I’ve only flown Spirit Airlines once and hated everything about it. I didn’t know too much about the ala carte airline so I was surprised to be charged for my carry-on and then see the beverage “service” be anything but. Had to take a red eye back home, too. The only good thing I can say is that someone else paid for my ticket.
So it did seem like divine retribution when Spirit hit the headlines twice last week – once for its new $100 charge to bring a carry-on past the gate – rather than pay $35 online or $50 at the counter – and again for its bone-headed decision not to refund the ticket of a dying veteran. What part of "dying" and "veteran" are we not supposed to understand?
After a good pillorying in the press and a “Boycott Spirit Airlines” Facebook page earned more than 30,000 “likes,” the airline did give the man his money back.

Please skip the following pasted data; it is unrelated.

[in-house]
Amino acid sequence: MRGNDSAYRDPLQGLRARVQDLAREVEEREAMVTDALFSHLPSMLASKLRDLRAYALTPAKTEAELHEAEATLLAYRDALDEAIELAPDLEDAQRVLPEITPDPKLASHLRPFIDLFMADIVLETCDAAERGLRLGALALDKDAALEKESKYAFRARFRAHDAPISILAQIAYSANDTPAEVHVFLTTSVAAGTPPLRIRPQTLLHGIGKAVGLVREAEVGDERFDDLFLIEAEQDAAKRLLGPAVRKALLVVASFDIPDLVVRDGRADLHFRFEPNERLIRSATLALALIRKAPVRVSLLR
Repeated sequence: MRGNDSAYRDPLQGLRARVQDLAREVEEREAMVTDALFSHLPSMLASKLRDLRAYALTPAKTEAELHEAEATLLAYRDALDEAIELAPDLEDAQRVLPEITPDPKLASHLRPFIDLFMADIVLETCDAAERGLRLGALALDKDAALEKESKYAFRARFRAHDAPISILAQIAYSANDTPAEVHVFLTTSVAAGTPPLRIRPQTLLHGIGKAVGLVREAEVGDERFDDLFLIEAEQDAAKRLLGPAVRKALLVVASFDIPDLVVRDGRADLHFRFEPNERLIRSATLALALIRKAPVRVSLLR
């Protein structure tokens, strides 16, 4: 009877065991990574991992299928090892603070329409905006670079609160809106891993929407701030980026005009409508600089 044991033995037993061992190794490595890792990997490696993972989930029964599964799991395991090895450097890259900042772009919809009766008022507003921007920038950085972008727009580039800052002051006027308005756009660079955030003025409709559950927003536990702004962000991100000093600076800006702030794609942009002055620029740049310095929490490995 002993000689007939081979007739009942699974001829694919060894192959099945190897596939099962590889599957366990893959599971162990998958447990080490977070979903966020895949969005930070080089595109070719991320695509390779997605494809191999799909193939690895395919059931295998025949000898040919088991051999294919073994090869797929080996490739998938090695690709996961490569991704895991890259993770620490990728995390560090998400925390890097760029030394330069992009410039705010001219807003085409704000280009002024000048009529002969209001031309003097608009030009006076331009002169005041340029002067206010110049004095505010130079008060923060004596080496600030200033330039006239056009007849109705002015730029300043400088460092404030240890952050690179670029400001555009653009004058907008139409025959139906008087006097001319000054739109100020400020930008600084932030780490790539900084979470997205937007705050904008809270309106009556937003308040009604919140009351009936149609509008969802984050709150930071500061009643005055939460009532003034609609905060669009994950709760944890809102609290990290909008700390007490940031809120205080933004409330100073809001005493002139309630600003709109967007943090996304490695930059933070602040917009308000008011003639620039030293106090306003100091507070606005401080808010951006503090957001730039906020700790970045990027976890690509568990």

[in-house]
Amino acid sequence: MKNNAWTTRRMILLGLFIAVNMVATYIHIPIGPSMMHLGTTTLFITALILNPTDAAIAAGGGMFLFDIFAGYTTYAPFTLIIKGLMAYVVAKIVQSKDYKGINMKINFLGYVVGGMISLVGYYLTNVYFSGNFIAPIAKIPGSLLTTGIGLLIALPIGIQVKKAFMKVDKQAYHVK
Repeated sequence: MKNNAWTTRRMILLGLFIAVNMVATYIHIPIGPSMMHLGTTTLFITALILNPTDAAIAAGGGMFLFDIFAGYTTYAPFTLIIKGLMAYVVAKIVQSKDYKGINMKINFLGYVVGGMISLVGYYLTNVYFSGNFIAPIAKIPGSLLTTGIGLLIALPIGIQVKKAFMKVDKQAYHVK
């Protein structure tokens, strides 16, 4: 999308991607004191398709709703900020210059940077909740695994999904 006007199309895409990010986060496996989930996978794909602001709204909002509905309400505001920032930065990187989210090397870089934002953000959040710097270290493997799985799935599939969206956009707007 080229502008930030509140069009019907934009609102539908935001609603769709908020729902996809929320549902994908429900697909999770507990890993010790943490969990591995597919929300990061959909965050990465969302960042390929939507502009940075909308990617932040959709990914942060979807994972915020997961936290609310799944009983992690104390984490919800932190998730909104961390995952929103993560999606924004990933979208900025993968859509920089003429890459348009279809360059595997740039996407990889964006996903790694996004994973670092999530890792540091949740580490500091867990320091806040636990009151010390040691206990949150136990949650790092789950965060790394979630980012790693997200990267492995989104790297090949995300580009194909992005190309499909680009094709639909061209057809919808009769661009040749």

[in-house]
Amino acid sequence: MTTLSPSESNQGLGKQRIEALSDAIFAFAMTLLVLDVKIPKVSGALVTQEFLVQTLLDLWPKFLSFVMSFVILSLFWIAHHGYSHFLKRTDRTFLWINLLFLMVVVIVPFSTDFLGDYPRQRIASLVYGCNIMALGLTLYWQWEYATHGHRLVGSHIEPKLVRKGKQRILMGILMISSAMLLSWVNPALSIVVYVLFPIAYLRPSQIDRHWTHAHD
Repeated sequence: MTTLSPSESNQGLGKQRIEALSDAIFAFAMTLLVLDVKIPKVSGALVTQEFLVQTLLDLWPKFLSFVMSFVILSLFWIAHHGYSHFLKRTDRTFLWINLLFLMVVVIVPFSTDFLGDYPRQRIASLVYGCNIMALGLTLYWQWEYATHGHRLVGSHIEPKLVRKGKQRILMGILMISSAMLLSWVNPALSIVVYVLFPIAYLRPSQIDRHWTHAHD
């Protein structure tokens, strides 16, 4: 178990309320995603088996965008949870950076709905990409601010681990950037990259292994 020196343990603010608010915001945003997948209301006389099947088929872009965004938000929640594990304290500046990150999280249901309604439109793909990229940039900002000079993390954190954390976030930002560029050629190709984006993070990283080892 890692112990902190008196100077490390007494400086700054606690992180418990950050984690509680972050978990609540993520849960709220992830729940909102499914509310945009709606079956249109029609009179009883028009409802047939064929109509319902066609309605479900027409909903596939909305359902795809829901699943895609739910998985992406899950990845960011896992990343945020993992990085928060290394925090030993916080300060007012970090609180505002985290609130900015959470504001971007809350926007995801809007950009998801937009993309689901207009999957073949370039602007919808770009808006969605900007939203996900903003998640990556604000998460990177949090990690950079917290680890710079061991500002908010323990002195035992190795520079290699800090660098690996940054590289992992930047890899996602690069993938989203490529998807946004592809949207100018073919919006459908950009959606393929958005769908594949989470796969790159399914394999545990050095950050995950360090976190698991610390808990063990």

Great news on the second count, but what’s this? Charging passengers extra for checked baggage is a good deal for both consumers and airlines.
That’s the verdict of a report by IdeaWorks Co., a Wisconsin aviation consulting firm. The report argues that services consumers pay for are often better than services they get for free.
Ever since baggage fees were introduced “baggage service has improved considerably,” the report says. “By charging fees, once neglected baggage service departments have become star revenue performers for airlines that generate millions in revenue.”
We doubt that for two reasons: 1) Airlines have added (“padded”?) to the time it takes them to fly the same routes. 2) There’s less checked baggage to deliver since everyone is shoving as much as they can into a carry-on. You can read the full report here. (Ironically, it's free.)
This brings us back to Spirit and a more spirited defense of baggage fees over at this post. Author Jordan Weissman suggests that we need more not less baggage fees since a traveler who brings a small item that can fit under the seat is “subsidizing the jerk four rows up who packed a bowling ball in his duffel bag.”
I think I know that guy.
Of course, the main problem with most of these fees is what another one of my favorite aviation bloggers sums up as the “to-be-sure paragraph.” More on that here.